Winners of SAGE sponsored international blogging awards announced
Second annual OAIS Awards announced at ISA Annual Conference
Los Angeles, CA - The second International Studies blog awards, supported by one of the leading independent and academic publishers, SAGE, took place last night in Toronto. Hosted by Jon Western and Charlie Carpenter, conveyors of the OAIS awards and contributors to the eminently influential Duck of Minerva blog, the awards seek to recognize the impact that the international blogging community has on scholarly communication. The awards were presented at a reception at the International Studies Association (ISA) annual convention last night.
Acknowledging English-language International Studies blogs and bloggers whose output has significant scholarly content, the awards were presented for best group blog, the best individual blog, the best post, the most promising new blog and the special achievement OAIS prize, awarded to the blogger who has made the most outstanding contribution to International Studies blogging. The winners of this year’s awards selected by a panel of judges that included last year’s winners and permanent contributors to the Duck of Minerva blog are:
- Best Individual Blog
- Best Group Blog
- Best Blog Post
- Winner – Christian Davenport – “Researching While Black: Why Conflict Research Needs More African Americans (Maybe),” Political Violence at a Glance
- Runner up – Barbara Walter – The 4 Things We Know About How Civil Wars End (And What This Tells Us About Syria)” , Political Violence at a Glance
- Best New Blog
- Special Achievement
- Winner – Daniel Drezner
Dan Nexon, co-founder of the Duck of Minerva blog and founder of the awards said: “There’s a lot of terrific content out there, including high-quality scholarly discussions that deserve to be part of the broader conversation in the field. The network of international studies blogs brings together scholars who would otherwise be divided by methodology, geography, and area of interest. It links them into a community of discourse that includes not only academics, but also students, practitioners, and autodidacts. We hope that these awards increase the field's awareness of international-studies blogging. But, most important, we want to recognize the achievements of truly outstanding bloggers writing about international studies from a scholarly perspective.”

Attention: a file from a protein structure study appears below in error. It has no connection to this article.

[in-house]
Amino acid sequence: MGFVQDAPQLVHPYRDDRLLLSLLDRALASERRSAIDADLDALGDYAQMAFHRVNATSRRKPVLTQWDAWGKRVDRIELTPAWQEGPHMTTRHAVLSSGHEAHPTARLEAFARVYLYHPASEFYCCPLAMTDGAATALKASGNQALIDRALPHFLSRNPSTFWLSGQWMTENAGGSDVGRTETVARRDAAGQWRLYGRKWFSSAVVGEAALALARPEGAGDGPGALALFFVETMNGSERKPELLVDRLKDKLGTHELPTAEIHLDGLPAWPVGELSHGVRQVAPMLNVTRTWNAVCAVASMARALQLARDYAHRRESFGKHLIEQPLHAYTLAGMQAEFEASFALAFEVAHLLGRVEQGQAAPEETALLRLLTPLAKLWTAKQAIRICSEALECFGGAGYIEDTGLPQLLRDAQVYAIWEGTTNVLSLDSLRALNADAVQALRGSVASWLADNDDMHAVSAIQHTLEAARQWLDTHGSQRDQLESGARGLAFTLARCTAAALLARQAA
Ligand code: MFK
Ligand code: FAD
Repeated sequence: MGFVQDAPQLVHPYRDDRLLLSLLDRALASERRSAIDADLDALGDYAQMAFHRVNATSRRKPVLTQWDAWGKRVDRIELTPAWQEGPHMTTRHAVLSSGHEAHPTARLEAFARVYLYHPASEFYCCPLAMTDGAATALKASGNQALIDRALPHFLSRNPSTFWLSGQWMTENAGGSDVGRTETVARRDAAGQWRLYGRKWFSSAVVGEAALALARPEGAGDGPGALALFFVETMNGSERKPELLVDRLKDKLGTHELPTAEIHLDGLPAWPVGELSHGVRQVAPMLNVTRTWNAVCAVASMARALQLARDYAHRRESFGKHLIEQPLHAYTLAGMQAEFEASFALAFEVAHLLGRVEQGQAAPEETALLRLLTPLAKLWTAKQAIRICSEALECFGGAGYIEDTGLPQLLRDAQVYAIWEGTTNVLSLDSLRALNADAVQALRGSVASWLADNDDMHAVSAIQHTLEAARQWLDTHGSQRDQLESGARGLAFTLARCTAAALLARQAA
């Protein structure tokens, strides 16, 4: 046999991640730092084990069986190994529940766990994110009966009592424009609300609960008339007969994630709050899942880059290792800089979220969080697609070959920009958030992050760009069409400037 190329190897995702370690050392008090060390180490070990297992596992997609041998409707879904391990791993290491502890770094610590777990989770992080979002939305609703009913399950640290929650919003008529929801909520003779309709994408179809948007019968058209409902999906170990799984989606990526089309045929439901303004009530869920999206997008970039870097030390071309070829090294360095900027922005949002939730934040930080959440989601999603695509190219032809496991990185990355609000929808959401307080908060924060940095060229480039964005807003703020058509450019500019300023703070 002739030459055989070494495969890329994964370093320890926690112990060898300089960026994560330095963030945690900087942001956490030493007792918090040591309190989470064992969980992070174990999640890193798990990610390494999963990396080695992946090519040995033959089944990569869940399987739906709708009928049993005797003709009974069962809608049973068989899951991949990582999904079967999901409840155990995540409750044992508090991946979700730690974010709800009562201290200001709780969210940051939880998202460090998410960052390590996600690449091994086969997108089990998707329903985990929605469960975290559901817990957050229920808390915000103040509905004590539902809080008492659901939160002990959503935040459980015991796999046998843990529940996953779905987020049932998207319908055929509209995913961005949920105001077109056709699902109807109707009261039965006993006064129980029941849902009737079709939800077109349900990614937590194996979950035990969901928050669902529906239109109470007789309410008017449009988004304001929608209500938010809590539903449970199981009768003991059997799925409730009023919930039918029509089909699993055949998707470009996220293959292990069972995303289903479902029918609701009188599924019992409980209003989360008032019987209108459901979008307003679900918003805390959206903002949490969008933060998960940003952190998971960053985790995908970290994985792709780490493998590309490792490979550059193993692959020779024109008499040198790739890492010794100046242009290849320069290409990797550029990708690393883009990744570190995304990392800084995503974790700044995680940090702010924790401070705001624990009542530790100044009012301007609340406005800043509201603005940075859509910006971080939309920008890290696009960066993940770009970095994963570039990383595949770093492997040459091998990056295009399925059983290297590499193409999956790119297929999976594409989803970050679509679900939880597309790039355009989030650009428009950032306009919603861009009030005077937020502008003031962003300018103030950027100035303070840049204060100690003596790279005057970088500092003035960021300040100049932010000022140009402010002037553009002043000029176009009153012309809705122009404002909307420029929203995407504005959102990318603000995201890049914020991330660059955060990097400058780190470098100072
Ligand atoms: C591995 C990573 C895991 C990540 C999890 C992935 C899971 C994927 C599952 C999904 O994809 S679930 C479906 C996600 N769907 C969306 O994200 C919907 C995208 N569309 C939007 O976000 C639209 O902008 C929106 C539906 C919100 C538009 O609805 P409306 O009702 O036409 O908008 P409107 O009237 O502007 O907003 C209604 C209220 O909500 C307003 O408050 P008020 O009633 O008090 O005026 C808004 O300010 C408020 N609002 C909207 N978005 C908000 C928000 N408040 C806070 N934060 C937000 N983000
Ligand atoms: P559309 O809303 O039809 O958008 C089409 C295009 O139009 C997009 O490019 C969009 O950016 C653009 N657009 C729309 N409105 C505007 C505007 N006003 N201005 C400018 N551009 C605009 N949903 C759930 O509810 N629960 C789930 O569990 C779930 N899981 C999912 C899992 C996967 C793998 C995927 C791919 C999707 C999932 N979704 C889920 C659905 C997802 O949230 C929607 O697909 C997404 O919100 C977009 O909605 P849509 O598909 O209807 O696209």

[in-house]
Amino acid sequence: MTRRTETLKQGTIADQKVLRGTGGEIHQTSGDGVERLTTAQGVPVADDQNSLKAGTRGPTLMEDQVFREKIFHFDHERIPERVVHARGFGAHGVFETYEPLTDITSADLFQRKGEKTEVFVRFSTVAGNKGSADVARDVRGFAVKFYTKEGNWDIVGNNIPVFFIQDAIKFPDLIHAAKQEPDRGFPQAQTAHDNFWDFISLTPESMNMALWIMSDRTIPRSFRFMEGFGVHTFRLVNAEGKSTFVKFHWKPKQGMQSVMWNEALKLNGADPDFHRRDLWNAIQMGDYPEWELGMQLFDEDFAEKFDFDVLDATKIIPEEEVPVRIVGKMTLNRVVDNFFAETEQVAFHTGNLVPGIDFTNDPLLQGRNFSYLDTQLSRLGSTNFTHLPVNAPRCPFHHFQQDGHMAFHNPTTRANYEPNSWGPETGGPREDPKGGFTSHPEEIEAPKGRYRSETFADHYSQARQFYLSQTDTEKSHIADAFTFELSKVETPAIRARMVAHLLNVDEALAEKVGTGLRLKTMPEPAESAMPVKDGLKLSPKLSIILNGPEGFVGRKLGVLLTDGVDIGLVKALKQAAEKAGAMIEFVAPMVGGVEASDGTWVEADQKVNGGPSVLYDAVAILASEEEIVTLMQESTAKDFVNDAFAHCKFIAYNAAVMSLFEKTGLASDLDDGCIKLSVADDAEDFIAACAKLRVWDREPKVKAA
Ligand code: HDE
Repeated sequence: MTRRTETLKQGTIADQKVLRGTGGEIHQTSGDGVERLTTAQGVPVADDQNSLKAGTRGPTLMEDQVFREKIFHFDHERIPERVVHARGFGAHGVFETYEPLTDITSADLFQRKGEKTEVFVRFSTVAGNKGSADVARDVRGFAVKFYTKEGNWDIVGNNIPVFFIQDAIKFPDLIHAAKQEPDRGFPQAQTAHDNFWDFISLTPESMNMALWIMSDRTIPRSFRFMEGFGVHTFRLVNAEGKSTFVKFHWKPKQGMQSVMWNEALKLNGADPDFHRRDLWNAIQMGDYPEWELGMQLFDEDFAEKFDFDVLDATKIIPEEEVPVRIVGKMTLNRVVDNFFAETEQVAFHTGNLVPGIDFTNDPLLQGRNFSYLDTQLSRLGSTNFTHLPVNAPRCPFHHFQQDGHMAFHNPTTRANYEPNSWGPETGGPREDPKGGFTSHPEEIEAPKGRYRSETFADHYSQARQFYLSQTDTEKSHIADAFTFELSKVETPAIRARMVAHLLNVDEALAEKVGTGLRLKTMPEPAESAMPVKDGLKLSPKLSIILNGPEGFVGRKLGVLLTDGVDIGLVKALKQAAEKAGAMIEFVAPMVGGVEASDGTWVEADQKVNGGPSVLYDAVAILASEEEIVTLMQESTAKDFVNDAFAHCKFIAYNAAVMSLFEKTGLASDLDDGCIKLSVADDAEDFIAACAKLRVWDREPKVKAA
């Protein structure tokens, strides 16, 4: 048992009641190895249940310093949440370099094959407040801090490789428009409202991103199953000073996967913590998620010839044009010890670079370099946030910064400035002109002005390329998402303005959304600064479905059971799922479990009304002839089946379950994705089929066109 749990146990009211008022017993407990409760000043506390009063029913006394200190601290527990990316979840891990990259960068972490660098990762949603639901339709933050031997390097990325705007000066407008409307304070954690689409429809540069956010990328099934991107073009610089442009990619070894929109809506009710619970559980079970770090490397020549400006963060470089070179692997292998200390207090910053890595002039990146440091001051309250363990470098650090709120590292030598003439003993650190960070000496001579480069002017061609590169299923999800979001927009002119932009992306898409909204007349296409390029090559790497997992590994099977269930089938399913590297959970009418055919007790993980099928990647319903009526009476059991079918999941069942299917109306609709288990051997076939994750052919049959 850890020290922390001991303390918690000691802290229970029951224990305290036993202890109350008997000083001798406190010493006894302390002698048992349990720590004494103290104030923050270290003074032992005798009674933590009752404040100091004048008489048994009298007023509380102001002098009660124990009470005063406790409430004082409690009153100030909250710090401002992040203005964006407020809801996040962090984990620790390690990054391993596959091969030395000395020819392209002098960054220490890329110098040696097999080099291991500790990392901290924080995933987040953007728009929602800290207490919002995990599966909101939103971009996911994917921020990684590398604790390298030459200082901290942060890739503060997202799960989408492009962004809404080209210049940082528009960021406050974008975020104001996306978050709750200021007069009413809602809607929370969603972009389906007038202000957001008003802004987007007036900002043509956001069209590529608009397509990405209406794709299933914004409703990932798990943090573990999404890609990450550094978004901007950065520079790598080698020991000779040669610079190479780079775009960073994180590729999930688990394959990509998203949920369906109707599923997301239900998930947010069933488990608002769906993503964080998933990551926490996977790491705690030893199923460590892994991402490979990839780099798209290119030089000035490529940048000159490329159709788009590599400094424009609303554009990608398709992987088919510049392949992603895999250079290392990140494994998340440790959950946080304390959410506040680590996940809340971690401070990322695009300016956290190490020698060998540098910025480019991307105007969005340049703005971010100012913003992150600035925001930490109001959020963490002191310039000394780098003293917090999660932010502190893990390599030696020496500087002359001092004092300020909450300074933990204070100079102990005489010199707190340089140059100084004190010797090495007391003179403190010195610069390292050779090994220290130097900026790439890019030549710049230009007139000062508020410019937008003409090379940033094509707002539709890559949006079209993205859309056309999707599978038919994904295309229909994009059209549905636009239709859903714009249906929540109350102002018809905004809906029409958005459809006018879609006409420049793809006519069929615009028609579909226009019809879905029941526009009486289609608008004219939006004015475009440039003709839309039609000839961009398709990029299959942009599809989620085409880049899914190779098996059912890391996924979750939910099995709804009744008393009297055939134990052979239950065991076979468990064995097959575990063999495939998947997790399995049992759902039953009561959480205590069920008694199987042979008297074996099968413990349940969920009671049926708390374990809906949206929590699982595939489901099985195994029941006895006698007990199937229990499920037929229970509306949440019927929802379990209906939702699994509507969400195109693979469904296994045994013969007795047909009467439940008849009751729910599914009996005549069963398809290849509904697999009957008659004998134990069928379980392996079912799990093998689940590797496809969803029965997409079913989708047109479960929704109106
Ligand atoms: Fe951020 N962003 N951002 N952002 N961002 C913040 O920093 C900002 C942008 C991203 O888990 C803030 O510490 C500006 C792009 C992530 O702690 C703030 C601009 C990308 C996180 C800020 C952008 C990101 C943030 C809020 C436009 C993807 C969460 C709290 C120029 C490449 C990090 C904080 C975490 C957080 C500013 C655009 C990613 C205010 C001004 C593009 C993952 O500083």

Jon Western, conveyer of the 2015 awards further commented: “As with last year, this year has seen a stellar list of nominees and an outstanding response from the community - the judging panel certainly had a tough time choosing the winners. The response that these blogs elicit from the international relations and wider scholarly community goes to demonstrate the outstanding achievement of these outlets as credible and important contributors to the academic discipline. We are delighted to be able to recognize the output of these scholars, and hope that these awards will continue to mark the achievements of these outstanding bloggers to the wider discipline.”
“Supporting and enabling debates around public policy and the social sciences is a core part of our remit at SAGE’ said Ziyad Marar, Global Publishing Director, SAGE. ‘As we have seen not only from the Duck of Minerva Blog, but from the contributions of the winners, blogs have quickly claimed their place as valuable platforms of academic output, extending and building on debates that originate in scholarly journals and the wider scholarly community. This year’s awards have once again highlighted the work of those within international relations who have accessibly augmented traditional means of academic communication, theory development and policy influence. We are delighted to be supporting these annual awards and send our congratulations to all the winners.”
Further details on the awards can be found here.
Duck of Minerva Blog was founded by Dan Nexon in May of 2005. He soon invited Patrick Thaddeus Jackson (PTJ) and Rodger Payne to join. Ever since then, the blog has, in a Borg-like fashion, assimilated an ever-growing roster of academics in an attempt to increase “intellectual diversity”. The blog focuses on world politics from an academic perspective.
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